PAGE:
The Sundolyra latebrosa specimen photographed for sale.
Living in an era when any stray curiosity or question can be solved in the amount of time it takes to retrieve a smartphone from a pocket, it’s easy to assume that the Earth and its life hold no new mysteries.
But scientists at the Academy of Natural Sciences of Drexel University routinely work on mysteries, and that work can result in the discovery of unique life.
As 2015 draws to a close, check out some examples of discoveries that were added to the catalogue of life by Academy scientists.
Finding a Local Secret
Across the world, there are more than 3,700 recognized catfish species.
But in one area of Sumatra in Indonesia, locals have known about a previously unidentified species for years. This year, with the help of the Academy’s Ichthyology team, that catfish got a name.
John Lundberg, PhD, emeritus professor in Drexel’s Department of Biodiversity, Earth and Environmental Science (BEES) and the emeritus curator of Ichthyology at the Academy, said a friendship with Heok Hee Ng, PhD, of the Lee Kong Chian Natural History Museum of the National University of Singapore, led to the catfish specimen coming to the Academy for study.
A close-up of the front of the Sundolyra latebrosa.
“He contacted us about this new species — just one specimen in hand — to ask if we could X-ray it in order to gather information on the bony skeleton, where there’s lots of good information,” Lundberg said. “But the specimen had been poorly preserved and most of the bone was decalcified, and that does not show well in X-rays. But we proceeded using mostly external characteristics.”
Kyle Luckenbill, a research/curatorial assistant in Ichthyology at the Academy, photographed the specimen and prepared the illustrations for publication in which the species was named Sundolyra latebrosa.
What they were able to discover was that the eight-inch fish was different from many other catfish in that it had an eel-like body form, no spine on the leading fin on its back and less bone projecting from the back of its skull.
The species most closely resembles Olyra longicaudatus, but Sundolyra latebrosa has a dorsal fin farther forward on its body that also features a long spine instead of a soft, flexible ray, the spines of side fins are smooth without serrations, and the tail fine has more fin rays, among other distinct features.
“It’s too bad we only got one specimen of Sundolyra latebrosa, but it’s always great to discover and document a new species,” Lundberg said.
Another Piece of the Rheophyte Puzzle
Until recently, the flora of the interior of Cambodia’s Cardamom region has remained largely uncollected and uncatalogued. But as Cambodian and international survey teams collaborate, more and more species are coming to light.
Sarcolobus cambogenesis in its habitat. Photograph by Hyosig Won).
Such was the case for Sarcolobus cambogensis, a rheophytic shrub (rheophytes are plants that live in fast-moving water) that was discovered growing in the Tatai River in the Koh Kong province and sent to the Academy for identification.
The species were collected repeatedly over the last decade by researchers from South Korea, Ediburgh, Paris and Harvard. Elizabeth McHone, a PhD candidate in BEES and Tatyana Livshultz, PhD, associate professor in BEES and assistant curator of botany at the Academy, used these specimens and images provided by several collectors to determine that the plant was a unique Sarcolobus species similar to but distinct from two previously described species, Sarcolobus luzonesis and Sarcolobus borneensis, which are from the Philippines and Borneo, respectively.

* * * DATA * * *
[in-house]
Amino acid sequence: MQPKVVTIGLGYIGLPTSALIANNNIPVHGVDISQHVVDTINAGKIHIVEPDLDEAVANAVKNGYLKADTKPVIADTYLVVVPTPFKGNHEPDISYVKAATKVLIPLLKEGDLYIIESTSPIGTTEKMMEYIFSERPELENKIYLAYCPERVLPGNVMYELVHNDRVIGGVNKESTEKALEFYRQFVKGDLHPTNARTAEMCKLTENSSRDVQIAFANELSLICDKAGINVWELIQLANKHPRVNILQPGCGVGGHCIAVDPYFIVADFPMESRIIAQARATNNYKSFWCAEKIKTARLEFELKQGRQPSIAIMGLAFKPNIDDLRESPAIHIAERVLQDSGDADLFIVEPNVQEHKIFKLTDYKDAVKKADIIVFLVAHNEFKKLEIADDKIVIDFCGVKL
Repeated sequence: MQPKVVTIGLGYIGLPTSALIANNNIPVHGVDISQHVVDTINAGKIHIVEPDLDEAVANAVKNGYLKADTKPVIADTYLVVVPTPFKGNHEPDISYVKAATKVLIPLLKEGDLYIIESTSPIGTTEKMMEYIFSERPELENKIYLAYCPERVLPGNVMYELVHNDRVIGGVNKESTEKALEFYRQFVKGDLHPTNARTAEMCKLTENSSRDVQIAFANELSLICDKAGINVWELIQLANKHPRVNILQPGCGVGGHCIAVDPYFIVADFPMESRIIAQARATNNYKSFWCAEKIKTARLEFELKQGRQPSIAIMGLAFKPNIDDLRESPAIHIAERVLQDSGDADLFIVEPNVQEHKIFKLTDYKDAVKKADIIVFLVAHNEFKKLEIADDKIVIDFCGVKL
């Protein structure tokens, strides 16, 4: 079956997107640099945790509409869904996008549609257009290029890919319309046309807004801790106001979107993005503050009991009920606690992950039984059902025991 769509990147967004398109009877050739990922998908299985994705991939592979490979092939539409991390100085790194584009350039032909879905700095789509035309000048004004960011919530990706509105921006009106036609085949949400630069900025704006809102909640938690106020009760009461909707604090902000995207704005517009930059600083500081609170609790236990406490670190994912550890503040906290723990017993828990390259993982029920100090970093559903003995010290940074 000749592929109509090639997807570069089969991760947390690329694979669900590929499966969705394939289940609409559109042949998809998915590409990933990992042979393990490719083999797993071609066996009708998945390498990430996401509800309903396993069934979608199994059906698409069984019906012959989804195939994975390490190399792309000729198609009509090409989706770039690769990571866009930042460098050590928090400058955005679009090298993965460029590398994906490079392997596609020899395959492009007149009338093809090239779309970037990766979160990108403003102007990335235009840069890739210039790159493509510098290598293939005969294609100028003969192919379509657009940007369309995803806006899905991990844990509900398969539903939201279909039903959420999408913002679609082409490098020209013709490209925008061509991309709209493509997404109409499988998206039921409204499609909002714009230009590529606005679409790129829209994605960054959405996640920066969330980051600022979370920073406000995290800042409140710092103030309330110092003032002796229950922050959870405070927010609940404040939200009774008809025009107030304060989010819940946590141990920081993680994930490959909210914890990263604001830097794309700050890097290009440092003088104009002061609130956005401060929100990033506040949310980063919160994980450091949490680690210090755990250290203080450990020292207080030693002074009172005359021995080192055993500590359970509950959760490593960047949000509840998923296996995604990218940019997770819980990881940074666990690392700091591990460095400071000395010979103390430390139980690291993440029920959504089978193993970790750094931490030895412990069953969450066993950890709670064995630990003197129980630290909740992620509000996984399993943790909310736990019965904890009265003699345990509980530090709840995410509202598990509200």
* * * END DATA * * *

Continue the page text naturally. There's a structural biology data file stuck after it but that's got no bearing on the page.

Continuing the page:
Sarcolobus cambogensis differs from the latter two species in its broader leaves, prominent coronas (coronas are crown or tube-shaped protuberances most famous in flowers like daffodils) on the stamens, and a differently shaped pollen transport apparatus.
Livshultz believes this new discovery will provide a window into the evolution of rheophytism.
“This is the third species of rheophyte described from Sarcolobus,” Livshultz said. “The three species are geographically isolated from each other — in Cambodia, Borneo and the Philippines. Did the rheophytic habit evolve independently in each place or are these species all descended from a single most-recent common ancestor exclusive to them?”
Two New West Coast Algae
Adding to the diatoms she’s already had a hand in discovering and classifying, the Academy’s Marina Potapova, PhD, an assistant professor in BEES, can add two more to her tally.
Navicula subwalkeri holotype specimen from Oregon.
Diatoms are a group of unicellular algae that are spread throughout the Earth. This year, Potapova’s colleague, Loren Bahls, PhD, of the Montana Diatom Collection, uncovered two new species in the Cascade Mountains in western Oregon and sent samples to Potapova for investigation.
Thanks mostly to scanning microscopy, Potapova was able to determine that the diatoms’ skeleton structure — made from silicon dioxide, or glass — were unique enough to be named as two new species: Navicula volcanica and Navicula subwalkeri.
Although both species likely interact in the environment, Navicula subwalkeri can be found in more places than Navicula volcanica, including the Washington. Additionally, Navicula subwalkeri have wider valves, among other features.
“The new species are clearly endemic of the Cascade Mountains,” Potapova said, adding that the discovery shows the species are likely not very widespread. “This finding contributes to our understanding of the biogeography of microbes and also is important as it helps us to better use diatoms as environmental indicators.”
Any media interested in speaking with any of the Academy scientists featured in this article can contact Frank Otto at 215.571.4244 or at firstname.lastname@example.org.